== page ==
Home  >  Movies & TV

Screen Shots

Taking aim at the best and worst of movies and television.

‘!2 Years’ star bases character on past, present

Posted 7:29am on Saturday, Nov. 02, 2013

Chiwetel Ejiofor was already familiar with the slave trade through his own research before he signed on to play Solomon Northup, the beleaguered hero of Steve McQueen’s harrowing drama 12 Years a Slave.

Between that background, John Ridley’s screenplay and Northup’s eponymous memoir on which the film is based, the London-born actor had all the material he needed to create his character. Then a trip to Nigeria, his parents’ homeland, to make the film Half a Yellow Sun proved invaluable, deepening Ejiofor’s insight into the history he was about to re-enact.

“I was lucky enough to be in Calabar in Nigeria,” he recalls during a conversation in Toronto on the afternoon after 12 Years a Slave screened at the Toronto International Film Festival. “My last day in Calabar was spent at the slave museum there. My family is Igbo. Hundreds of thousands of Igbos were taken out of there to Louisiana, so I then was able to travel on the journey, that exact line. I spent a day eating okra in Nigeria. I turn up in New Orleans and I have a plate of okra. You’re there.”

Northup never made that journey. He was born a free man in Saratoga Springs, N.Y. He was a husband, a father, a musician and a working man in 1841 when two men hired him to play violin for their circus troupe, a ruse to lure him to Washington, D.C., where he was sold into slavery.

McQueen and Ridley were already at work on a script about a fictional character in similar circumstances when McQueen’s wife, historian Bianca Stigter, found Northup’s 1853 memoir, a book that created a sensation when it was published shortly after he regained his freedom but had since fallen into obscurity.

“When I read Solomon’s story, that was it,” McQueen says. “It’s such an extraordinary story that I thought, ‘Oh, wow, I need to make this.’ Every time I turned a page of the book, I saw images.”

Broad résumé

12 Years a Slave is a huge production with a large ensemble cast that includes Paul Giamatti as a slave trader, Benedict Cumberbatch as a relatively benevolent slave owner and McQueen’s Hunger and Shame star Michael Fassbender as Solomon’s ruthless later master Edwin Epps. The director’s most vital casting decision was who would play Northup, and as he read the man’s memoir, Ejiofor was the only actor he envisioned.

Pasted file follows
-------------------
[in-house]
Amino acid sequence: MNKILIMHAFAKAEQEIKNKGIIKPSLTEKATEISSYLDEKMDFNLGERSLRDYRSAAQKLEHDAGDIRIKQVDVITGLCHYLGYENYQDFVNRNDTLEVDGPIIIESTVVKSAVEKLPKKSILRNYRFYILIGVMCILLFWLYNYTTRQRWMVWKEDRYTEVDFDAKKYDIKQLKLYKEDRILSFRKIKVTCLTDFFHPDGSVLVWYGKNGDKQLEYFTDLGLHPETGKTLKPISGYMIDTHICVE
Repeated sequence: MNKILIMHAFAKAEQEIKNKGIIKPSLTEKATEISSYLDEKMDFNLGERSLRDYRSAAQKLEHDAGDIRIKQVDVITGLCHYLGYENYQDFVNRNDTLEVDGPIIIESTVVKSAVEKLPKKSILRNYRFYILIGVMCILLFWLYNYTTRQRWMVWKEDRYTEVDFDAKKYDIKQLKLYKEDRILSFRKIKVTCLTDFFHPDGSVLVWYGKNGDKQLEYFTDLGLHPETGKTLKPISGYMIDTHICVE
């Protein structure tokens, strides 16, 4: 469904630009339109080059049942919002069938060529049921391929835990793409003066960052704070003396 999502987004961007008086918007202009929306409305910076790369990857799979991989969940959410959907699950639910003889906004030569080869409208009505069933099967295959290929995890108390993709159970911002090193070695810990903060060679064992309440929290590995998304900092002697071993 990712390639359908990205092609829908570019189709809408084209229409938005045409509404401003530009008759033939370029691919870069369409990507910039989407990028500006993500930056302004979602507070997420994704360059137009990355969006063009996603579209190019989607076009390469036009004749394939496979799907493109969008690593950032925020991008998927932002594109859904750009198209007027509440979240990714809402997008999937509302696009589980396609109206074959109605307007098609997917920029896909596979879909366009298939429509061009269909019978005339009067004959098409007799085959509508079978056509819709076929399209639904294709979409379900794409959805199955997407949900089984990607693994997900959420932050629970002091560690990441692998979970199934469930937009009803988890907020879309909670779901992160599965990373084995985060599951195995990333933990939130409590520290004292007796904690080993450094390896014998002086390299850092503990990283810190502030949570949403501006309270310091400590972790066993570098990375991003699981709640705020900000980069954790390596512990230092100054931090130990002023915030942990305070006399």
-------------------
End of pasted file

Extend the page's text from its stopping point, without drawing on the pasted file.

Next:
Over nearly two decades, the actor, 36, has built an impressive career. He made his screen debut in Steven Spielberg’s 1997 drama Amistad, won a British Independent Film Awards best actor prize for his role in Stephen Frears’ 2002 immigrant drama Dirty Pretty Things, and captured an Independent Spirit Best Supporting Male award in 2007 for Talk to Me.

Other film roles have included Love Actually, Spike Lee’s She Hate Me and Inside Man, Woody Allen’s Melinda and Melinda, Kinky Boots (in drag), Children of Men, David Mamet’s Redbelt and Salt. A busy stage actor as well, Ejiofor won the 2008 Olivier Award for best actor for his title-role performance in a Donmar Warehouse production of Othello.

“He was the man,” McQueen says. “I needed someone with a certain kind of grace, a certain kind of decorum, a certain kind of stature in the same vein as, say, Harry Belafonte or Sidney Poitier. Chiwetel, he was the man.”

Fairy-tale approach

The challenge for Ejiofor was how to approach a role that was going to be both emotionally and physically draining. Northup was a man who spent a dozen years being brutalized, dehumanized and degraded. When actor and director first met to discuss 12 Years a Slave, they talked about Northup’s experience in terms of a fairy tale. McQueen referenced Pinocchio and Alice in Wonderland. It was Alice that gave Ejiofor his key into getting under Solomon’s skin.